A white-tail deer leaping through misty young corn fields in Ohio is a lovely sight, especially in the early morning sun.
George, the USAF navigator, cannot trust the Garmin, which we have named Garmy. I would go wherever she told me to go. Isn’t that the point? But no, George yelled at her and did his own thing through Chicago. The silence as she recalculates the route is moody and dripping with implied criticism.
After 11 hours on the road, all the blood in my body has pooled into my butt and ankles. It’s a miracle my brain is getting enough oxygen to keep me breathing.
Hotels with clean indoor pools make traveling with small boys much more pleasant.
Northern Wisconsin is beautiful, with gently rolling hills and small farms with picturesque barns and silos and undulating green fields surrounded by patches of trees. Such a contrast to the super-sized, flat corn farms in southern Wisconsin. Cheap food costs us a lot in heritage and dignity.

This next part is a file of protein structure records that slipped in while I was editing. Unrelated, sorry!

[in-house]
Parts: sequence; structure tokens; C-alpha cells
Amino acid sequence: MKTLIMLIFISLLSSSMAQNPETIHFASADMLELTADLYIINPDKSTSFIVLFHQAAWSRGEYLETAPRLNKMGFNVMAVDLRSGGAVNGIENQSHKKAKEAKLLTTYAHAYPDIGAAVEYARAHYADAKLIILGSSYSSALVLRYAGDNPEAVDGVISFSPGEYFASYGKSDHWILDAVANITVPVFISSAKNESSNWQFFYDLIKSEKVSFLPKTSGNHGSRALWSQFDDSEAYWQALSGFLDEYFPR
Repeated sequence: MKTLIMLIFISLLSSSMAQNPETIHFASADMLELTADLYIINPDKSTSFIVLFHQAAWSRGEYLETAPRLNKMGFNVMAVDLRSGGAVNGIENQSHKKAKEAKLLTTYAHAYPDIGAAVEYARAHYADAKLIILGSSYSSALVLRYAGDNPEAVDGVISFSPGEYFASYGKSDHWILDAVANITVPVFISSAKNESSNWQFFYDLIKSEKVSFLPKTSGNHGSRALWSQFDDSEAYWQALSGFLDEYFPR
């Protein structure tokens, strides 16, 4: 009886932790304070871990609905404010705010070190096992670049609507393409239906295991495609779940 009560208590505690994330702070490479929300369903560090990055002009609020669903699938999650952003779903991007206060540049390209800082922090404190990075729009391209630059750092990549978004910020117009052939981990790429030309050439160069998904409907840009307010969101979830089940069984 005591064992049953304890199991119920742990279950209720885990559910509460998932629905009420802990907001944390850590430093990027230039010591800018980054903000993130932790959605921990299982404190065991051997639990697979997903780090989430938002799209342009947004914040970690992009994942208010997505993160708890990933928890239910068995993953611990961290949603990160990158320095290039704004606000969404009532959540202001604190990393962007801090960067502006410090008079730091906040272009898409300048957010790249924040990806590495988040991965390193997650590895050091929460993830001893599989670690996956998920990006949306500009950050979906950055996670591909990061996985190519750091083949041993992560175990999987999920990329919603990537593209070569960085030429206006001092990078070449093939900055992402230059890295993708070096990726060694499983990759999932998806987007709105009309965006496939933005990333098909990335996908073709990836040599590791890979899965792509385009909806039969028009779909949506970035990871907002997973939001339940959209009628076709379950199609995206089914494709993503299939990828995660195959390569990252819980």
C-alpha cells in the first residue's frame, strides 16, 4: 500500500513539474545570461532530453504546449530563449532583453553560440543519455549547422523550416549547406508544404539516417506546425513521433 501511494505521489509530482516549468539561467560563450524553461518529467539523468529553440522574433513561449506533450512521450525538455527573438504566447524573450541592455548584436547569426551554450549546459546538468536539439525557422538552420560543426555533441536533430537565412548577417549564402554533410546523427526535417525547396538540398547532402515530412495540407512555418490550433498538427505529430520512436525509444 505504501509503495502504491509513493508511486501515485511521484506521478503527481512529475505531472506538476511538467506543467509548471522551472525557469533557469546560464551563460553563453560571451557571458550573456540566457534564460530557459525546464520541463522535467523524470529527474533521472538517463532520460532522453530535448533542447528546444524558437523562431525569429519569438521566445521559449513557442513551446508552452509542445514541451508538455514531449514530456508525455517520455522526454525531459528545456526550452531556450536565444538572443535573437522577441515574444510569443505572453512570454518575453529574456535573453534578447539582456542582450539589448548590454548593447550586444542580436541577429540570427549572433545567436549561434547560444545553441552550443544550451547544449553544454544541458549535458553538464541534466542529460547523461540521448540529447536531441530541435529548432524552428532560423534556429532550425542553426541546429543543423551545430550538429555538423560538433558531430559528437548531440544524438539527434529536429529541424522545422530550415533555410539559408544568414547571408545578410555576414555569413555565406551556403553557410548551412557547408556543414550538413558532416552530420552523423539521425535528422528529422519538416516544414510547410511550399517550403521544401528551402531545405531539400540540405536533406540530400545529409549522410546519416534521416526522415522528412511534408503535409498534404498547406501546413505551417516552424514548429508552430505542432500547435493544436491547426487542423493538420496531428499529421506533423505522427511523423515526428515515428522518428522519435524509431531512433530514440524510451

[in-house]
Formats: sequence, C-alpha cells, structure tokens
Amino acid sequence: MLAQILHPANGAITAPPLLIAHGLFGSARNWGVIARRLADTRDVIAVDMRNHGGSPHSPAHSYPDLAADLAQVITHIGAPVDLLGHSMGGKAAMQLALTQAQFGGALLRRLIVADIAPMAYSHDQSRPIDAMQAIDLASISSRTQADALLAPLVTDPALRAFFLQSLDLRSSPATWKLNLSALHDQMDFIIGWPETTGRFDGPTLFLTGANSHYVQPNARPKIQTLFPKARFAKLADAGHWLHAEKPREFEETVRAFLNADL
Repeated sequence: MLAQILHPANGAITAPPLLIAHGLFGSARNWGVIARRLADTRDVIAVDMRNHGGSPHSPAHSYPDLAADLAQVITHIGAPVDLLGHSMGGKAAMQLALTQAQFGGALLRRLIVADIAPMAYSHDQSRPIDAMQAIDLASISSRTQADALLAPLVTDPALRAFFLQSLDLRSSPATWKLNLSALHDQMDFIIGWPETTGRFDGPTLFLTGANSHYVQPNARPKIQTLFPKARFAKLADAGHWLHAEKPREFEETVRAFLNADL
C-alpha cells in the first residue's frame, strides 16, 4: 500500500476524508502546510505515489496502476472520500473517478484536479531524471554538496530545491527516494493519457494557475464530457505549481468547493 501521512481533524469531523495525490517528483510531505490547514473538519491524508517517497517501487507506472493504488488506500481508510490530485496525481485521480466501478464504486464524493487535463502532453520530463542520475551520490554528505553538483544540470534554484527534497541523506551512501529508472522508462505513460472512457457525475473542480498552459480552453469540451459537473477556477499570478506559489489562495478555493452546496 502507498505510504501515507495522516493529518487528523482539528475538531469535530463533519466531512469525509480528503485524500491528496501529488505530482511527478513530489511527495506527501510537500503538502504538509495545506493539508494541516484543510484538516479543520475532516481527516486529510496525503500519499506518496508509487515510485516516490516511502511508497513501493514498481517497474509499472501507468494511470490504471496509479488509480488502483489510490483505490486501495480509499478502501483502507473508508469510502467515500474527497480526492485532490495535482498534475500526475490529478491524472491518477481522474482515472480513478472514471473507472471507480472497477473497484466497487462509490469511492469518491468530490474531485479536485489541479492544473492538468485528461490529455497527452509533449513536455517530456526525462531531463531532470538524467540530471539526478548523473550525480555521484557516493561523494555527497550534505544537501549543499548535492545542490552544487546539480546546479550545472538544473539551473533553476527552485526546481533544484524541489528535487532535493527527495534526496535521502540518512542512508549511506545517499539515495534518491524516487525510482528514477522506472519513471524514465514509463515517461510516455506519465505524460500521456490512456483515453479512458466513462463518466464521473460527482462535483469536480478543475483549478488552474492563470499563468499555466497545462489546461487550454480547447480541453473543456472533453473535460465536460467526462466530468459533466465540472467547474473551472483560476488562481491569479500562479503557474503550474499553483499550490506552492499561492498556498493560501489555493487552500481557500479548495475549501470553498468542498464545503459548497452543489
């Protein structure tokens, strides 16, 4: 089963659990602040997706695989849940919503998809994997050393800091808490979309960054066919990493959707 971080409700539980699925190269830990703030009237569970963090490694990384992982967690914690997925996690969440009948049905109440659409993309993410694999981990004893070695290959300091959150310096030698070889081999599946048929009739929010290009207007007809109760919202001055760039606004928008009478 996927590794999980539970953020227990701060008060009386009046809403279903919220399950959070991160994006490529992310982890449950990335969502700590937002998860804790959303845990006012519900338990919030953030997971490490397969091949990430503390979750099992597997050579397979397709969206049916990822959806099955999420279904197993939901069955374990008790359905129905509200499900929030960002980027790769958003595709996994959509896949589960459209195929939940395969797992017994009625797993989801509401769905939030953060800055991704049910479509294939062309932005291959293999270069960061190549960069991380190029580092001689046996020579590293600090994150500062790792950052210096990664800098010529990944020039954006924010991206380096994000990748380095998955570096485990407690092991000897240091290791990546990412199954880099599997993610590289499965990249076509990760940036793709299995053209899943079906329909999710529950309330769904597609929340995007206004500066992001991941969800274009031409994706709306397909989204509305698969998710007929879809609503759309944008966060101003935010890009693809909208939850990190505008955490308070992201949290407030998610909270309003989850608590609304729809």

For George, getting Garmy wasn’t about getting directions. It was all about the data. Garmy gives us altitude readings, and George is keeping track of the highest point we reach in Wisconsin. 1,176 feet so far. Somebody get the oxygen.
I would like to shake the hand of whoever invented the portable DVD player. Oh. My. Gosh. Advice to parents of small children: under no circumstances allow your children to watch movies in the car EXCEPT on long road trips. The novelty will wear off and the players will not be nearly as effective when you REALLY need them. Trust me on this.
Old, collapsed homes have stories to tell. It makes me sad that I don’t know them. I hope when they were abandoned, it was because the families moved on to better digs.